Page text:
US to allow knives on planes for first time since 9/11 attacks

Wednesday 06 March 2013 23.12
TSA staff at a security point in Chicago's O'Hare Airport
TSA staff at a security point in Chicago's O'Hare Airport

Passengers will soon be allowed to bring small pocket knives on board airplanes, the US Transportation Security Administration has said.

Such items have been banned since the 11 September attacks in 2001.

The decision has angered flight attendants, who said the move would endanger passengers and crew.

The TSA said it would allow knives with blades that are 6cm or less in length and less than 1.25cm wide from 25 April.

Other items that will be allowed on board again as part of a passenger's carry-on luggage include billiard cues, ski poles, hockey sticks and lacrosse sticks.

Items such as razors, box cutters or knives with a fixed blade are still not allowed on board.

TSA spokesman David Castelveter said the decision was made to bring US regulations more in line with International Civil Aviation Organisation standards.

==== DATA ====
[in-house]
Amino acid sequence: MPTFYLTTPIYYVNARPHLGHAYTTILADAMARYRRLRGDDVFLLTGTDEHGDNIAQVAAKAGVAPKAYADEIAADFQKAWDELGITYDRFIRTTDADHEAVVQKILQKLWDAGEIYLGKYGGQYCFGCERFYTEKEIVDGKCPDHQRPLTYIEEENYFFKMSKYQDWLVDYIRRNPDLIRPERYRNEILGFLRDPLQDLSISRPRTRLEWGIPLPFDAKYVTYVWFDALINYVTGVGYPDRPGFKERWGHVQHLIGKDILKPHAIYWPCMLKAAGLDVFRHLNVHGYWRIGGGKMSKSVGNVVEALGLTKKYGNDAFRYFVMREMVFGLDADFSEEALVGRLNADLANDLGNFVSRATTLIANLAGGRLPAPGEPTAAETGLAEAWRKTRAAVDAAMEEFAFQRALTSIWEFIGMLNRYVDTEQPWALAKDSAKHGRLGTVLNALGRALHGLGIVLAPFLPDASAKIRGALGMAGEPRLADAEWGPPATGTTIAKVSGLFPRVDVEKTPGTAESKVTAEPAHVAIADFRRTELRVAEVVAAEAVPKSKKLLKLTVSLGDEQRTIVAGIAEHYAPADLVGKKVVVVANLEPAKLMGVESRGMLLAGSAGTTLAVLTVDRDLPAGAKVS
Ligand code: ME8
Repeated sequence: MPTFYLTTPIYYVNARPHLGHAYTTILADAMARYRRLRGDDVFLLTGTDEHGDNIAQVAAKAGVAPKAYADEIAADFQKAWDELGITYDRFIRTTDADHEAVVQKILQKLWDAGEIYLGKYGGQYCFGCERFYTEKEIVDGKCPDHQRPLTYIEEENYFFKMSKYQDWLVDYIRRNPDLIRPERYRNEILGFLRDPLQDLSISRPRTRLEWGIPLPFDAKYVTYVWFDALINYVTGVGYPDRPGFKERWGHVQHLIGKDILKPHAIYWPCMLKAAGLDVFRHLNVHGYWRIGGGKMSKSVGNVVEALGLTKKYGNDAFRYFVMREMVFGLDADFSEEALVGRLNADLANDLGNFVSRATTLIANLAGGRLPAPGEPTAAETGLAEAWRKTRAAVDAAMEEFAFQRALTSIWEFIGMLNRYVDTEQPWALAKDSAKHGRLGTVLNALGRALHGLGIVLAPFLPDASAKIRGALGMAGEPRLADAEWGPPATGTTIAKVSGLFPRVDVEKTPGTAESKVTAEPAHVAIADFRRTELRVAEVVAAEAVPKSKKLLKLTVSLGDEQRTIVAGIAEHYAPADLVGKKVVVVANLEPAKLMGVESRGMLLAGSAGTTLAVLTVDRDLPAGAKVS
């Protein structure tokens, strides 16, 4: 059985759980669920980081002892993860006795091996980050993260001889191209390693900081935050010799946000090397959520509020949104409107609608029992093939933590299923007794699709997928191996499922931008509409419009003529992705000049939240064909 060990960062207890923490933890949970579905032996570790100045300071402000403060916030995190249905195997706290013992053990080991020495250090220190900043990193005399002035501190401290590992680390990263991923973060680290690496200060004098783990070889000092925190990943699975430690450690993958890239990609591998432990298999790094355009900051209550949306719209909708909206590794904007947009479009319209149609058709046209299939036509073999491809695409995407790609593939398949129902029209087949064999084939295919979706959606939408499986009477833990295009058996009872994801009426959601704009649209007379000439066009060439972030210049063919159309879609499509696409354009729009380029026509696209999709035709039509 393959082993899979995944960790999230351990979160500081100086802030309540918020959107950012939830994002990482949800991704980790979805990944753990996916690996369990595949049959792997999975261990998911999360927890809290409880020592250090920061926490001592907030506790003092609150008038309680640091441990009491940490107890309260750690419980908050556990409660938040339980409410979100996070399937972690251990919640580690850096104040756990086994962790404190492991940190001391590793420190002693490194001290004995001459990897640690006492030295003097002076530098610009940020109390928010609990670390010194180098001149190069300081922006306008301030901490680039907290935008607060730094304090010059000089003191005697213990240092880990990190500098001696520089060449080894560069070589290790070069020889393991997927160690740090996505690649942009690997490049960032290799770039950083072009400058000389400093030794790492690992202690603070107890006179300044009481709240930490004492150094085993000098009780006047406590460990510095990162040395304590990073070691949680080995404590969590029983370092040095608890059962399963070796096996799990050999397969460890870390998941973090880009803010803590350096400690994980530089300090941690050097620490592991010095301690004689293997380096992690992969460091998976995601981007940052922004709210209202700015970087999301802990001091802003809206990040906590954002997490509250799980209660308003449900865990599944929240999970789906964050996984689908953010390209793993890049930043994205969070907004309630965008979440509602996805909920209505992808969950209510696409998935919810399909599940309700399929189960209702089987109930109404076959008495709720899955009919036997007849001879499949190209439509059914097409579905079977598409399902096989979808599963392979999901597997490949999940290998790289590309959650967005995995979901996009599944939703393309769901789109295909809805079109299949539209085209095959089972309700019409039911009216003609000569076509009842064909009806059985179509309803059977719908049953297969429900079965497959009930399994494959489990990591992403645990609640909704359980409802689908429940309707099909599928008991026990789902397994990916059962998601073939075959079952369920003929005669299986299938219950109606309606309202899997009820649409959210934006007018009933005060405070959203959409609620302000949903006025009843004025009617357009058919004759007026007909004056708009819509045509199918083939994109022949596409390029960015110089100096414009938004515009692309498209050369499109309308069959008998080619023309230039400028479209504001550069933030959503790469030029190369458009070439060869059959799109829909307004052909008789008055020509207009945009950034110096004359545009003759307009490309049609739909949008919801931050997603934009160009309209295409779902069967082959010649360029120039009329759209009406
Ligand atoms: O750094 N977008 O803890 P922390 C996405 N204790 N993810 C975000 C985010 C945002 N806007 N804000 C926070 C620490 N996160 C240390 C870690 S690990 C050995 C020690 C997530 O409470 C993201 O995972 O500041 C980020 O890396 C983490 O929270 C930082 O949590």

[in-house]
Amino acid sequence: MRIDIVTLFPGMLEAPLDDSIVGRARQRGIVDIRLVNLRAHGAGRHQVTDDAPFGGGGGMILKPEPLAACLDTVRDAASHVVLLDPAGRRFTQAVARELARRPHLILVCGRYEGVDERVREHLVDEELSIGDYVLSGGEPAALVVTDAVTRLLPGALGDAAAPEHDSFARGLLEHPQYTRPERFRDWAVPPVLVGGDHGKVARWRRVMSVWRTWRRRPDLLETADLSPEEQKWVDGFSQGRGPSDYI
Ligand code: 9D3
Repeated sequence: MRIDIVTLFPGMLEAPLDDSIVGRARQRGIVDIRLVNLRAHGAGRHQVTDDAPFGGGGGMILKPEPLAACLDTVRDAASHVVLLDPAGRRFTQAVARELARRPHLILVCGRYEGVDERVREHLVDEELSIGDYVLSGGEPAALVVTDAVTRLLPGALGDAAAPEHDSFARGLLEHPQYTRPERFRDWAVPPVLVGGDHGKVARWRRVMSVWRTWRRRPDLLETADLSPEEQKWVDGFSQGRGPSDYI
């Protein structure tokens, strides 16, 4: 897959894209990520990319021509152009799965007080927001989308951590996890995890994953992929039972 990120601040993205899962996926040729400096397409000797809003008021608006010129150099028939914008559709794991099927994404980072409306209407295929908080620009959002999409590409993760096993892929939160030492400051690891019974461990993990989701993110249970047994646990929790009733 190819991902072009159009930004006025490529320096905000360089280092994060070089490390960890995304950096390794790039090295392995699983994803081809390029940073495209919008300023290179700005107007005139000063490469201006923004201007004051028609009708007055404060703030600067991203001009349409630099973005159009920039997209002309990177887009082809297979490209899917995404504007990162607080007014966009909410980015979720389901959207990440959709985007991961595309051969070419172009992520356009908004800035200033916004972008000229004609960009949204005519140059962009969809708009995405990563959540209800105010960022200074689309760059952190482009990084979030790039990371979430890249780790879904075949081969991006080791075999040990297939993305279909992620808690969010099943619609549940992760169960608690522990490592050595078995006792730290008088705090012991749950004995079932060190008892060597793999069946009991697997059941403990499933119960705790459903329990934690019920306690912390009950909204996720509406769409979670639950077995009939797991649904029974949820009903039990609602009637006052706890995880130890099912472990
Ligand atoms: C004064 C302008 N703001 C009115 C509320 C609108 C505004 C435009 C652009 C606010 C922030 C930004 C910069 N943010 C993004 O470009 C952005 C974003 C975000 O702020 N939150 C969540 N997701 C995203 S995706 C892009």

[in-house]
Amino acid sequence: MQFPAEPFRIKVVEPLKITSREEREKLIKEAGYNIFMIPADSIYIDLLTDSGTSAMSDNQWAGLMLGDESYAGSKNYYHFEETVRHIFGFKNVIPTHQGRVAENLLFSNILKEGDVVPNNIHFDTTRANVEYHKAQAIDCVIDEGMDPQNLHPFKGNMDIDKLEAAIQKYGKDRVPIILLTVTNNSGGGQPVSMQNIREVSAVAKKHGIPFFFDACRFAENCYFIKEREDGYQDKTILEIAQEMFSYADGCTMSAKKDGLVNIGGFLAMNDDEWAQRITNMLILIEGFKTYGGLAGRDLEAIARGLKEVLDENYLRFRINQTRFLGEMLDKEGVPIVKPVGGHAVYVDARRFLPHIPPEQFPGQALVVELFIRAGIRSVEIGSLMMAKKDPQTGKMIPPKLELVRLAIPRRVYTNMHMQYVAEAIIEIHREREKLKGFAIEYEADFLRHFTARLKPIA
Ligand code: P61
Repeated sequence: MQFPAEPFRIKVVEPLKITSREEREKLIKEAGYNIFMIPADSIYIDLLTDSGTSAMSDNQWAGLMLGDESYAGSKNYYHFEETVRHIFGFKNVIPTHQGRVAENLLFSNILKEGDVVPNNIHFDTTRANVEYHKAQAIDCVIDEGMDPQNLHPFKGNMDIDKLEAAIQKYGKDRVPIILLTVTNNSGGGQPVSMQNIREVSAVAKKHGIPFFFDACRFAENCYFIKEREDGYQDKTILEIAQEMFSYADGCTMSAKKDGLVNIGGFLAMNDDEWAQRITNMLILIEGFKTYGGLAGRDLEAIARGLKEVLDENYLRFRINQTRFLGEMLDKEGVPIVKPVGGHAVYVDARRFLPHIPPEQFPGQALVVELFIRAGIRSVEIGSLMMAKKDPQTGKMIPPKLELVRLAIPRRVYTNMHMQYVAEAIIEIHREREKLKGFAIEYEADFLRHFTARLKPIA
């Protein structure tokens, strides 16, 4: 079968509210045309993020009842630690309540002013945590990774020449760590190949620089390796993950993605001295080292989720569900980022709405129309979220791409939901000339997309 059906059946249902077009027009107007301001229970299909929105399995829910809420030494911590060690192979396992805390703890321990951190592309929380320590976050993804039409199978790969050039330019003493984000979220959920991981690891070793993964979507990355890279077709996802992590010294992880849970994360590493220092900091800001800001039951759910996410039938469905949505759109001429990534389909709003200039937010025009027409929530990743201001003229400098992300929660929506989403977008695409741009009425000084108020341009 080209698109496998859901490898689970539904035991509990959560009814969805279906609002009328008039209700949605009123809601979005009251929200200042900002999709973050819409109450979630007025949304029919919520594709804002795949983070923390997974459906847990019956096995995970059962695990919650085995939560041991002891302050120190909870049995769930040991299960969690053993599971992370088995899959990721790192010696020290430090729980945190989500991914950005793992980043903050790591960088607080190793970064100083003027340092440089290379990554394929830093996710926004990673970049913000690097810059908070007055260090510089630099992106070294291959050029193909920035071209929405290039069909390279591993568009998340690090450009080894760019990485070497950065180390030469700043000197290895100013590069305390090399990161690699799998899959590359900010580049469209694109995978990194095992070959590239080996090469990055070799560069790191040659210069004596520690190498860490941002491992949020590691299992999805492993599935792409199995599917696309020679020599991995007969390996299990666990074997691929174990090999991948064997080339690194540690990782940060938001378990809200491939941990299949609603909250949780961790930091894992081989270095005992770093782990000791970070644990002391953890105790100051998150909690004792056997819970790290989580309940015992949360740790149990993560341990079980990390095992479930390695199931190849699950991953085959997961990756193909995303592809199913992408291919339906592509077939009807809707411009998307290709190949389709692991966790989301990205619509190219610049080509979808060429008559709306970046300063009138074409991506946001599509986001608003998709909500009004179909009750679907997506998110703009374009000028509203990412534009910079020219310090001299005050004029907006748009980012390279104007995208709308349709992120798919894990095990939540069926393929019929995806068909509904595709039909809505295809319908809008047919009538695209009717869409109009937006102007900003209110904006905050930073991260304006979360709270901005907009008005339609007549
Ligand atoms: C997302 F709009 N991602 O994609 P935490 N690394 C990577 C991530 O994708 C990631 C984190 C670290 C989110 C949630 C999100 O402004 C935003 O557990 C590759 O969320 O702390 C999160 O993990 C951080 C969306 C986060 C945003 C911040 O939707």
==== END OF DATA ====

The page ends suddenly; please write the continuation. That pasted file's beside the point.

He said they would also help provide a better experience for travellers.

"This is part of an overall Risk-Based Security approach, which allows Transportation Security officers to better focus their efforts on finding higher-threat items such as explosives," he said.

The Flight Attendants Union Coalition, which represents nearly 90,000 flight attendants from carriers across the US, called it a "poor and short-sighted decision".

"As the last line of defence in the cabin and key aviation partners, we believe that these proposed changes will further endanger the lives of all flight attendants and the passengers we work so hard to keep safe and secure," the coalition said in a statement.

Mr Castelveter said the TSA had implemented a number of safety measures, including reinforced cockpit doors, allowing some pilots to be armed and federal air marshals on board airplanes.

He said those measures would help ensure the safety of the passengers and crew.

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